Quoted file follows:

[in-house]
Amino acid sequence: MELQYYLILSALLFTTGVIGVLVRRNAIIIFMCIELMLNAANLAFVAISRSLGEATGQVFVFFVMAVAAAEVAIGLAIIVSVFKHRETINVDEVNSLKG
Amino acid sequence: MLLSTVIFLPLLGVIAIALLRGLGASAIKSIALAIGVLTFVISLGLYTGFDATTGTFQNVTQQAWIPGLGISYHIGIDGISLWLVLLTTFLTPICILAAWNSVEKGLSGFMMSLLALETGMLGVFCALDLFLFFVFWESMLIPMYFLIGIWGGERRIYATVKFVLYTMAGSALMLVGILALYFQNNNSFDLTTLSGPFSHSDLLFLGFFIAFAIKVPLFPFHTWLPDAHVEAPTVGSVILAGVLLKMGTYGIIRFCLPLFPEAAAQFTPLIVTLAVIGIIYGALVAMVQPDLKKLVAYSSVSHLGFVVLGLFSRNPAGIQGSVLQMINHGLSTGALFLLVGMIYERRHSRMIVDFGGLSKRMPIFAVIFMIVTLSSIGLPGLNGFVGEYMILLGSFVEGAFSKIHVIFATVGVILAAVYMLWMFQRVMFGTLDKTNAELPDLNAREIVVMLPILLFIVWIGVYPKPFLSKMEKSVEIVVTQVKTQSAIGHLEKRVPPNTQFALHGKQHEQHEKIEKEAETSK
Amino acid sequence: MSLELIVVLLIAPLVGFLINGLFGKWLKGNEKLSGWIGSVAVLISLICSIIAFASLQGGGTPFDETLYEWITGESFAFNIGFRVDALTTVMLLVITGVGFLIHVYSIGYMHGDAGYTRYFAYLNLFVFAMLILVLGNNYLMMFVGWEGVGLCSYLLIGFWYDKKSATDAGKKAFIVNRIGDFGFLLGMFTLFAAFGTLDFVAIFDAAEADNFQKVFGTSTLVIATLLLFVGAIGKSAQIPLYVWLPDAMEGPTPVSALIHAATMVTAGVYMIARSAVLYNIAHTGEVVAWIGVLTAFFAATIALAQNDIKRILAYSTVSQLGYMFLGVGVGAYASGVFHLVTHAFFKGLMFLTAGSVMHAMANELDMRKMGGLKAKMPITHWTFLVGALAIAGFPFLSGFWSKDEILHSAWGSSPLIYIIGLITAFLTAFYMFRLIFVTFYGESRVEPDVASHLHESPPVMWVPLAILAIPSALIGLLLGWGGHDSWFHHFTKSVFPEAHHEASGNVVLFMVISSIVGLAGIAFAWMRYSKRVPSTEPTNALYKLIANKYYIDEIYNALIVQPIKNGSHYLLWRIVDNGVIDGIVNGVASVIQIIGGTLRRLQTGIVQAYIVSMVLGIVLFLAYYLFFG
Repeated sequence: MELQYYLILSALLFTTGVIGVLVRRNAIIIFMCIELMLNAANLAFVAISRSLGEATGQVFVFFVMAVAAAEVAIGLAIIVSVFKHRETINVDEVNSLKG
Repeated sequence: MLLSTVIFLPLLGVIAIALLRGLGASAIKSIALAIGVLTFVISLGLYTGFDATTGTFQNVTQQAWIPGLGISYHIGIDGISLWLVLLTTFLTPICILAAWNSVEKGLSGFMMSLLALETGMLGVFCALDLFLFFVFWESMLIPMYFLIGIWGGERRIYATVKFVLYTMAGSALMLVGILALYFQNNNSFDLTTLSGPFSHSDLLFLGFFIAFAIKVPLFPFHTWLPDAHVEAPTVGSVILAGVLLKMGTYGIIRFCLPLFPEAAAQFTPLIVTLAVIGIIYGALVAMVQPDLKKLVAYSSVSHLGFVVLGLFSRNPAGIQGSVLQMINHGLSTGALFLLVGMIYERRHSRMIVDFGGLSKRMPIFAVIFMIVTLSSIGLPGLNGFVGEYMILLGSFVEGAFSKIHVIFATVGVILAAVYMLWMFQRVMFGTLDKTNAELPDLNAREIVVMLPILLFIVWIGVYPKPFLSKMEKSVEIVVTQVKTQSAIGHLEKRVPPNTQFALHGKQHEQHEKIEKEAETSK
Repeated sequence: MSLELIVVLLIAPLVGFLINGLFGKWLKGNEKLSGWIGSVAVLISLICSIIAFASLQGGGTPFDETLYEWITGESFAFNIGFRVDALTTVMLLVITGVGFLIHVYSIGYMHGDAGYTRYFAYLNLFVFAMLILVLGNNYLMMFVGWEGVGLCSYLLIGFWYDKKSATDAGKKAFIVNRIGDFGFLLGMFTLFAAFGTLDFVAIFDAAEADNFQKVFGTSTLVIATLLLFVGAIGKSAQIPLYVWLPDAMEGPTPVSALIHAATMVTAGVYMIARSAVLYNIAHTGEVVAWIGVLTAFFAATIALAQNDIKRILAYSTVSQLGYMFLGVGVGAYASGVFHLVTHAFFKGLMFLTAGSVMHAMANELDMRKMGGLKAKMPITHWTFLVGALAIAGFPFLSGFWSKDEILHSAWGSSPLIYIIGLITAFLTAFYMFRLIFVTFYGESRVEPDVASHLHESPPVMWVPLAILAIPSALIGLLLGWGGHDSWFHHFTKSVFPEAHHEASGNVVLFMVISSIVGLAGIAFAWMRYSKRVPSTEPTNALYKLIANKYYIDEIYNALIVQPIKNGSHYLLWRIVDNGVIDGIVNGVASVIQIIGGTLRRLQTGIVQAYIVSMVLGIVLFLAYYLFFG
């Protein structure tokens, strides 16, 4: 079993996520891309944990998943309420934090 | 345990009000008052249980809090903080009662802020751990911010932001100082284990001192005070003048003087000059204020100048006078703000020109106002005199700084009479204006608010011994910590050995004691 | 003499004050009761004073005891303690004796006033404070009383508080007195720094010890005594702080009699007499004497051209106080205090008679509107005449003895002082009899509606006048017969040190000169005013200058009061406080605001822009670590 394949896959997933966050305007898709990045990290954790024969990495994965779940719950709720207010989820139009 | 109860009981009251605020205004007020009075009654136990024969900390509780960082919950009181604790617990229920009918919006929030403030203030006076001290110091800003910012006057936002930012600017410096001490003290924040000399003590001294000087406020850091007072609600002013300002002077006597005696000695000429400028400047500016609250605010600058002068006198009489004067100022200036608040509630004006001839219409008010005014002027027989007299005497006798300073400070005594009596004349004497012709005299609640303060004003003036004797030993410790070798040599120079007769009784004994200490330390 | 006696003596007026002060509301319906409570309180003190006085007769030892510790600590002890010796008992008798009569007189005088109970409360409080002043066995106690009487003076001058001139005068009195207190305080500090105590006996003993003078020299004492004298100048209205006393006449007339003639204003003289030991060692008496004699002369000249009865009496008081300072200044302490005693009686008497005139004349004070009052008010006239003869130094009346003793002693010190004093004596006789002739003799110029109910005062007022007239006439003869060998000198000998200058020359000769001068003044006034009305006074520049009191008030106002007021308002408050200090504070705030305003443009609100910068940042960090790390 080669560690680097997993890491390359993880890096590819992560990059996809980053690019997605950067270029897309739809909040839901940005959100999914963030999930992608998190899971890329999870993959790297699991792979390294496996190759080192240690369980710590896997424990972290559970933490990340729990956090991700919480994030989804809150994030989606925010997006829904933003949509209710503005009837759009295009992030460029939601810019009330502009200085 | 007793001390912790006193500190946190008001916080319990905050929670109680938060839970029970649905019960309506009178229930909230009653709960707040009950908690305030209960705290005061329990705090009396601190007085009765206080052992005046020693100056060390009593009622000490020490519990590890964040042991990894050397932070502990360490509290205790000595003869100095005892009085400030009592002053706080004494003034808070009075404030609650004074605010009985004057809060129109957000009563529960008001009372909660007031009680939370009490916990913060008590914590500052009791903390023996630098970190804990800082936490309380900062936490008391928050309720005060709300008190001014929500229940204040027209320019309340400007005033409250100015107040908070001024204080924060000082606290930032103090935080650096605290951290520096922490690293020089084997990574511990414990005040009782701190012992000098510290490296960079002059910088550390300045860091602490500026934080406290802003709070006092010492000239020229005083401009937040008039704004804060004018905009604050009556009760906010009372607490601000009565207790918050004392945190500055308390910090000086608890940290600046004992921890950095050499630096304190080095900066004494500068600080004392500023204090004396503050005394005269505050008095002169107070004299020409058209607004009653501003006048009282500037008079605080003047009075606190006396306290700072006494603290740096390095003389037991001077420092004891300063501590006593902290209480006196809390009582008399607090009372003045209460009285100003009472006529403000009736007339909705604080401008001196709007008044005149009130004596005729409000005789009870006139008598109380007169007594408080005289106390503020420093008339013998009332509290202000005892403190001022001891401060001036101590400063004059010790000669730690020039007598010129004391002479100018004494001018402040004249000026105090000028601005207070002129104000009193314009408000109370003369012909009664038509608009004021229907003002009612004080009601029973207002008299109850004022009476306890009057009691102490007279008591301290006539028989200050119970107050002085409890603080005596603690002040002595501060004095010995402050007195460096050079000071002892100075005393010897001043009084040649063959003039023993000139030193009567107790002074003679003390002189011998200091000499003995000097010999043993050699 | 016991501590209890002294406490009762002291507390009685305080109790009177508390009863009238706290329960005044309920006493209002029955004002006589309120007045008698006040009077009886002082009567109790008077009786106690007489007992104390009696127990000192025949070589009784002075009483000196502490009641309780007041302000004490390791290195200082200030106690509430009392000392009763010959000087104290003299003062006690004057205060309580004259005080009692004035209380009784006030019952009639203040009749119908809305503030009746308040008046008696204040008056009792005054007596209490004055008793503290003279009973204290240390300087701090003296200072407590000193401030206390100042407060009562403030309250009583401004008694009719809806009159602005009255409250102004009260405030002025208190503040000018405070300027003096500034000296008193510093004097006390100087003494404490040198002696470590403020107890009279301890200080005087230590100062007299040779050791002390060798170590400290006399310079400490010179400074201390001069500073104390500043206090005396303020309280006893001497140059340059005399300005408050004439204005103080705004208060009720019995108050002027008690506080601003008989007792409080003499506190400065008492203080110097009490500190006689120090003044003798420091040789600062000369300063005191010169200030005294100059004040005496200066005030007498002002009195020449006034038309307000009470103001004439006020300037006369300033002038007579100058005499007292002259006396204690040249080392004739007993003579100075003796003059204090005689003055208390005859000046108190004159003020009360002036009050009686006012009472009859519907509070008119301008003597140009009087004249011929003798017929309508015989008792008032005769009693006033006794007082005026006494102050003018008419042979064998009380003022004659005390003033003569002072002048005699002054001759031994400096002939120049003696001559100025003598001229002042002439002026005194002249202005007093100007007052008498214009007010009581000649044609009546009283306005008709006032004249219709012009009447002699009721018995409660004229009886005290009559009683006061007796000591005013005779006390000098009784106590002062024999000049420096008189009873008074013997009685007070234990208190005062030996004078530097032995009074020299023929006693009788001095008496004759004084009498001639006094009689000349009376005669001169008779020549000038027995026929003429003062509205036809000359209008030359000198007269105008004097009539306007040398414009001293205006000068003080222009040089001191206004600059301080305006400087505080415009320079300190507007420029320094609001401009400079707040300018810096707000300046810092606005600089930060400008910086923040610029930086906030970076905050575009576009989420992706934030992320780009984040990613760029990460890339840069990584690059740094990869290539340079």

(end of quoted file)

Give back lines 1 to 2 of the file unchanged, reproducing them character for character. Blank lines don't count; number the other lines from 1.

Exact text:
[in-house]
Amino acid sequence: MELQYYLILSALLFTTGVIGVLVRRNAIIIFMCIELMLNAANLAFVAISRSLGEATGQVFVFFVMAVAAAEVAIGLAIIVSVFKHRETINVDEVNSLKG